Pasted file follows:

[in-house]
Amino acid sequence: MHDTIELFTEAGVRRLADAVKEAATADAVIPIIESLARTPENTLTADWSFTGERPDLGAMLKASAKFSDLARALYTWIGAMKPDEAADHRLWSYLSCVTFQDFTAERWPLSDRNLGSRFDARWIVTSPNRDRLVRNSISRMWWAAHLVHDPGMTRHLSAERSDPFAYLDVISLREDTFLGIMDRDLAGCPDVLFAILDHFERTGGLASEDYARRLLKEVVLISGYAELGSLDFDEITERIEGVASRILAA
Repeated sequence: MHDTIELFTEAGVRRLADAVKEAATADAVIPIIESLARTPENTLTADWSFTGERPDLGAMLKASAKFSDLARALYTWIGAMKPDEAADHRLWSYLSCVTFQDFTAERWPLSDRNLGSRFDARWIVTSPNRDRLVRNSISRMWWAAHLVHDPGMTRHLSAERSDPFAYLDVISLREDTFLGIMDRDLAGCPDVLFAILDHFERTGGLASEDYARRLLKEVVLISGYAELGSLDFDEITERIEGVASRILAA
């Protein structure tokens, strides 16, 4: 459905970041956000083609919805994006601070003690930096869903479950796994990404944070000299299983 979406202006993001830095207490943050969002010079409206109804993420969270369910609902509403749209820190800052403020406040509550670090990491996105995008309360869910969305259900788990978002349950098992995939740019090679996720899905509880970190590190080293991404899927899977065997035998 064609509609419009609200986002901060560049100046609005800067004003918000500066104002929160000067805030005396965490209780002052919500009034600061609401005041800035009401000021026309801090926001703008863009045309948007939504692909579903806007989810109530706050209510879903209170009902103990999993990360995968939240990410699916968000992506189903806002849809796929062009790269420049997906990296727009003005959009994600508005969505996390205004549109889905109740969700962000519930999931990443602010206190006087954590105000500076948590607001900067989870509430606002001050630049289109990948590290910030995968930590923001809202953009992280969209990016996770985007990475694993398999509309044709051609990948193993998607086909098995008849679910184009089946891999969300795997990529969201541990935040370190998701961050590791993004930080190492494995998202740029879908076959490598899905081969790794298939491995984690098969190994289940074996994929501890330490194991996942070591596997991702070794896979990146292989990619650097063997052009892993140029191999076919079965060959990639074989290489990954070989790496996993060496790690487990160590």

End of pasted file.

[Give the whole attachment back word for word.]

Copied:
[in-house]
Amino acid sequence: MHDTIELFTEAGVRRLADAVKEAATADAVIPIIESLARTPENTLTADWSFTGERPDLGAMLKASAKFSDLARALYTWIGAMKPDEAADHRLWSYLSCVTFQDFTAERWPLSDRNLGSRFDARWIVTSPNRDRLVRNSISRMWWAAHLVHDPGMTRHLSAERSDPFAYLDVISLREDTFLGIMDRDLAGCPDVLFAILDHFERTGGLASEDYARRLLKEVVLISGYAELGSLDFDEITERIEGVASRILAA
Repeated sequence: MHDTIELFTEAGVRRLADAVKEAATADAVIPIIESLARTPENTLTADWSFTGERPDLGAMLKASAKFSDLARALYTWIGAMKPDEAADHRLWSYLSCVTFQDFTAERWPLSDRNLGSRFDARWIVTSPNRDRLVRNSISRMWWAAHLVHDPGMTRHLSAERSDPFAYLDVISLREDTFLGIMDRDLAGCPDVLFAILDHFERTGGLASEDYARRLLKEVVLISGYAELGSLDFDEITERIEGVASRILAA
């Protein structure tokens, strides 16, 4: 459905970041956000083609919805994006601070003690930096869903479950796994990404944070000299299983 979406202006993001830095207490943050969002010079409206109804993420969270369910609902509403749209820190800052403020406040509550670090990491996105995008309360869910969305259900788990978002349950098992995939740019090679996720899905509880970190590190080293991404899927899977065997035998 064609509609419009609200986002901060560049100046609005800067004003918000500066104002929160000067805030005396965490209780002052919500009034600061609401005041800035009401000021026309801090926001703008863009045309948007939504692909579903806007989810109530706050209510879903209170009902103990999993990360995968939240990410699916968000992506189903806002849809796929062009790269420049997906990296727009003005959009994600508005969505996390205004549109889905109740969700962000519930999931990443602010206190006087954590105000500076948590607001900067989870509430606002001050630049289109990948590290910030995968930590923001809202953009992280969209990016996770985007990475694993398999509309044709051609990948193993998607086909098995008849679910184009089946891999969300795997990529969201541990935040370190998701961050590791993004930080190492494995998202740029879908076959490598899905081969790794298939491995984690098969190994289940074996994929501890330490194991996942070591596997991702070794896979990146292989990619650097063997052009892993140029191999076919079965060959990639074989290489990954070989790496996993060496790690487990160590």